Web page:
A new video game console designed around games first and foremost. That's the main conclusion we arrived at in our full PlayStation 5 review. It's made very clear with each and every one of its features, from the secondary menu that is becoming its main, to its quick response. But, above all this, the DualSense, the PS5's brand-new controller, is the core testament to this approach.
The name of the new model does justice to what it promises, for this controller is a complete unfolding of sensory technologies. A lot has been said about haptic feedback. In theory, it's the ability to convey feelings and textures throughout every inch of the unit's casing, in a located and measured way. In reality, it's a more human, grounded solution. What it transmits is vibration at the surface point set by the programmers, and with the power and the duration they decide. It's up to them, therefore, whether its implementation becomes something subtle but generic like Joy-Con's HD Rumble, or a true narrative device.
It must not be easy to accomplish, but Astro's Playground proves it is possible. Feeling the impact of raindrops on your tiny umbrella as brief, isolated vibration points is amazingly similar to checking if it's drizzling with your hand in real life. And as a contrast to this subtlety there's also its raw force, as the rumble proves to be quite powerful when turned up to 11.
Touch stimulation doesn't end at your fingertips, though. It goes up your index fingers' muscles thanks to the adaptive triggers, a terrible name for a wonderful feature, which is the resistance to the pressure these buttons present to your actions should the game mandate so. That the trigger hardens itself momentarily to convey effort is phenomenal, but that it also does it in a varying, dynamic way in fractions of a second is just a discovery in itself. With this, your fingers bounce back, and managing the strength demands even more of your attention to the game. Astro's little spaceship is making our imagination go wild as we look forward to experiencing driving a car on a bumpy road, firing a weapon that gets stuck or feeling how two blades clash. Again, this is a true finding, it's the next evolution in video game controllers.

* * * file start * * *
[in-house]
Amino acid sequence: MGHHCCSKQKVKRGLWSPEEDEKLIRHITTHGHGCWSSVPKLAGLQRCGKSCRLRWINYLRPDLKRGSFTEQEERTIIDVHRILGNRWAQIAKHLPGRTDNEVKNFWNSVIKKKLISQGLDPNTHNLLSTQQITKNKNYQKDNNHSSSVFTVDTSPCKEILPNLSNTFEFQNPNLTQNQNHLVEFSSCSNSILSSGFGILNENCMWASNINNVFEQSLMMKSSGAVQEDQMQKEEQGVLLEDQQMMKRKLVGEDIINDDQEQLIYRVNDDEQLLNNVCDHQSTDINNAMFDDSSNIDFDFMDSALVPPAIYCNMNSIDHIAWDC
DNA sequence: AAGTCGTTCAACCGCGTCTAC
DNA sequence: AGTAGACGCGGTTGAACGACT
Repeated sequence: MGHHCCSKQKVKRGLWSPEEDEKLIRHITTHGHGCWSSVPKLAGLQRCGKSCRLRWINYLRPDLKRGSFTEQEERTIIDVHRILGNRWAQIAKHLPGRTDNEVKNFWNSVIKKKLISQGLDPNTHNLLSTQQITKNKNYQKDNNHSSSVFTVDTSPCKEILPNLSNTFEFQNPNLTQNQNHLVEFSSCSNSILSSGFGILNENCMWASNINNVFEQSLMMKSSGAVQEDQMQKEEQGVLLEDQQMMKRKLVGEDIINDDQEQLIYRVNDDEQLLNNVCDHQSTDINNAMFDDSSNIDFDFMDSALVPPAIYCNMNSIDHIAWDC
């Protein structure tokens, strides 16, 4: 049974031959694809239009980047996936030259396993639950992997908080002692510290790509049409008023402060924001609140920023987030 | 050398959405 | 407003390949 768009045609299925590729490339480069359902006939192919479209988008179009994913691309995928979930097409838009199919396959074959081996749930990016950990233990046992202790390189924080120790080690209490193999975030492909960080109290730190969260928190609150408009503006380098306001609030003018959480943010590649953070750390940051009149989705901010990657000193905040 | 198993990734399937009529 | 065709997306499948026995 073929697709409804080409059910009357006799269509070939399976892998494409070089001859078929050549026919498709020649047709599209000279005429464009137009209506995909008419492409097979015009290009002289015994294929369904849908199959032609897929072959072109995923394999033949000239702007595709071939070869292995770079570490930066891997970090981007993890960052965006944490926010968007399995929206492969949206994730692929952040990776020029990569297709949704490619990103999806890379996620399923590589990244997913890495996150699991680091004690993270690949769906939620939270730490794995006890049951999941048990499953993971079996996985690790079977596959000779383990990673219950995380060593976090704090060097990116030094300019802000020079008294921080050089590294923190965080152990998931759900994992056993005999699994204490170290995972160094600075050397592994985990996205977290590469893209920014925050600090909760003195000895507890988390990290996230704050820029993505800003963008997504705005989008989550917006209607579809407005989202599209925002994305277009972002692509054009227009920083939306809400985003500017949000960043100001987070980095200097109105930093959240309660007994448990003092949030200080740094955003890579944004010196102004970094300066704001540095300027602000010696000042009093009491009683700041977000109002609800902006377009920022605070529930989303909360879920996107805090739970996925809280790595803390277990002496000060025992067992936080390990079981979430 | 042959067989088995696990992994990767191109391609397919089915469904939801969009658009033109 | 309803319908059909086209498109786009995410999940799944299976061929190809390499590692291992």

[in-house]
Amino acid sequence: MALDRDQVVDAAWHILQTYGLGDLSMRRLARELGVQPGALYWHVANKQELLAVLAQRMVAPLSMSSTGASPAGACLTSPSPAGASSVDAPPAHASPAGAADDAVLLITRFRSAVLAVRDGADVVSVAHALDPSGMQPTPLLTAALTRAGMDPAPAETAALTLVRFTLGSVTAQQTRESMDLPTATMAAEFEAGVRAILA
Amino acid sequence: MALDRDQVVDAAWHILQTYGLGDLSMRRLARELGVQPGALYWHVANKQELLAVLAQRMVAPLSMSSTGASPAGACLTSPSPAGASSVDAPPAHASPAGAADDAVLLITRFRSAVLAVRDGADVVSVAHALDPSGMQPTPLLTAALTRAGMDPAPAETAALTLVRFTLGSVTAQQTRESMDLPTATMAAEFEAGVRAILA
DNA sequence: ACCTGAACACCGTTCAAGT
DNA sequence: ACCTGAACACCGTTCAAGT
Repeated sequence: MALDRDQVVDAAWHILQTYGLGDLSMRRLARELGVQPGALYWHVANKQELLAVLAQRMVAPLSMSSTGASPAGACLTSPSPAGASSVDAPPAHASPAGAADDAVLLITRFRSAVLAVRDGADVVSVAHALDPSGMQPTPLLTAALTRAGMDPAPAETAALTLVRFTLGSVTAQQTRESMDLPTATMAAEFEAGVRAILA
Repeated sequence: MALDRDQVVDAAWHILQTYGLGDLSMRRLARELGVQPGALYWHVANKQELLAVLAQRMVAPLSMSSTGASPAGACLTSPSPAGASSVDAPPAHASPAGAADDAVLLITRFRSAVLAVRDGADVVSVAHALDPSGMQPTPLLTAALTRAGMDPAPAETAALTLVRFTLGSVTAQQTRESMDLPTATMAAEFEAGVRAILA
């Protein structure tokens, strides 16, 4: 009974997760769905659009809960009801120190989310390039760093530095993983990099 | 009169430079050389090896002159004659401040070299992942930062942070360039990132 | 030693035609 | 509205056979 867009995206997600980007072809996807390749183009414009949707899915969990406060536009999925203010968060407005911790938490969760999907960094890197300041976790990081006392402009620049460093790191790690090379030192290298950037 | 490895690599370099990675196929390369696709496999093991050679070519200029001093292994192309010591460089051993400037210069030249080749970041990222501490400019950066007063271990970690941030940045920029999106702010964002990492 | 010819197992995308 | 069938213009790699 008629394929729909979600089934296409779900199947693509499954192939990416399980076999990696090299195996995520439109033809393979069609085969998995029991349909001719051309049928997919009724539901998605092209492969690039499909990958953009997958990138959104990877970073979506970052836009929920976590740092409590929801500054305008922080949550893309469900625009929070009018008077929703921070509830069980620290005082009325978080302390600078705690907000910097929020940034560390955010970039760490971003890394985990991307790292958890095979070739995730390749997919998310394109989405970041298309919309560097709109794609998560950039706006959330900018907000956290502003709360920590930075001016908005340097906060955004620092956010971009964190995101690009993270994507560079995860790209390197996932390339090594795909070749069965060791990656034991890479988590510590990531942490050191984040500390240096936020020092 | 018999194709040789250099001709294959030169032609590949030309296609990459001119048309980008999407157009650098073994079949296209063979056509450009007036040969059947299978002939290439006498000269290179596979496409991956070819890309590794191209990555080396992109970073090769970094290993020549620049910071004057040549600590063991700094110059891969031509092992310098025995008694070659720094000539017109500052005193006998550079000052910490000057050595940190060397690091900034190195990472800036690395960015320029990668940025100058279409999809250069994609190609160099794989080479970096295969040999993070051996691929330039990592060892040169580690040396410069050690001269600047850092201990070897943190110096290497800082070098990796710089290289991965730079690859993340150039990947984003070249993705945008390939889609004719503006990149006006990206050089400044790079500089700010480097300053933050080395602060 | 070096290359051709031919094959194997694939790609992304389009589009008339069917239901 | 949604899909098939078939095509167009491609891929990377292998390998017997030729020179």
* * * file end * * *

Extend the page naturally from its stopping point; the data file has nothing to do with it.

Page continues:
It is a pure advance as it was with motion controls back in the day. Motion sensors are included in the DualSense, and they work just fine so far (with the scenarios we could test), even though the design of the device itself isn't the most suitable to make the best use of these. Together, motion capabilities, an expanded touchpad and the integrated microphone and speaker complete the special features. The latter is the most disappointing overall, all be it not hugely disappointing, as everything else feels so cutting edge that the increase in volume and clarity compared to the DualShock 4 felt a bit underwhelming.
Besides the triggers, the rest of the controls seem similar, even if they're not the exact same. The analogue sticks seem taken from the DS4, but the D-pad now shows some minimum fissures to improve grip. And in terms of the traditional face buttons, the most important thing is not that they dropped their iconic colours, but that their pressing feels cleaner and quieter as they require a bit more pressure. As a tiny final detail, you can click to mute the mic underneath the new PS logo/button, which by the way looks kind of ugly to us considering the whole design.
For Sony we're witnessing a paradigm shift with the new console and controller, and it's something they also wanted to convey with the design of the DualSense. It's bigger, but with finer lines, and it's eye-catching due to both its size and the contrast between white, black, and the transparent buttons. It's beautiful, more than the machine itself, but what matters here is that it also feels comfortable in our hands. The gripe is that it's quite heavy, with 281 grams versus DualShock 4's 220 grams, and its weight balance towards the front can be felt ever so slightly. It's as if you have to actively hold it to play.
We would love to keep testing DualSense's battery life further down the line, but for now it suffices to say that, after a quick charge via its USB-C, it wasn't exhausted after 10+ hours of game time. Its 1560 mAh capacity seems like more than enough so far.
PlayStation 5 has in the DualSense its best possible partner, as it really expands the raw power boundaries to some new features that aren't just about graphics and performance. Those triggers, mostly, are about to become a reference for the whole industry from now on.
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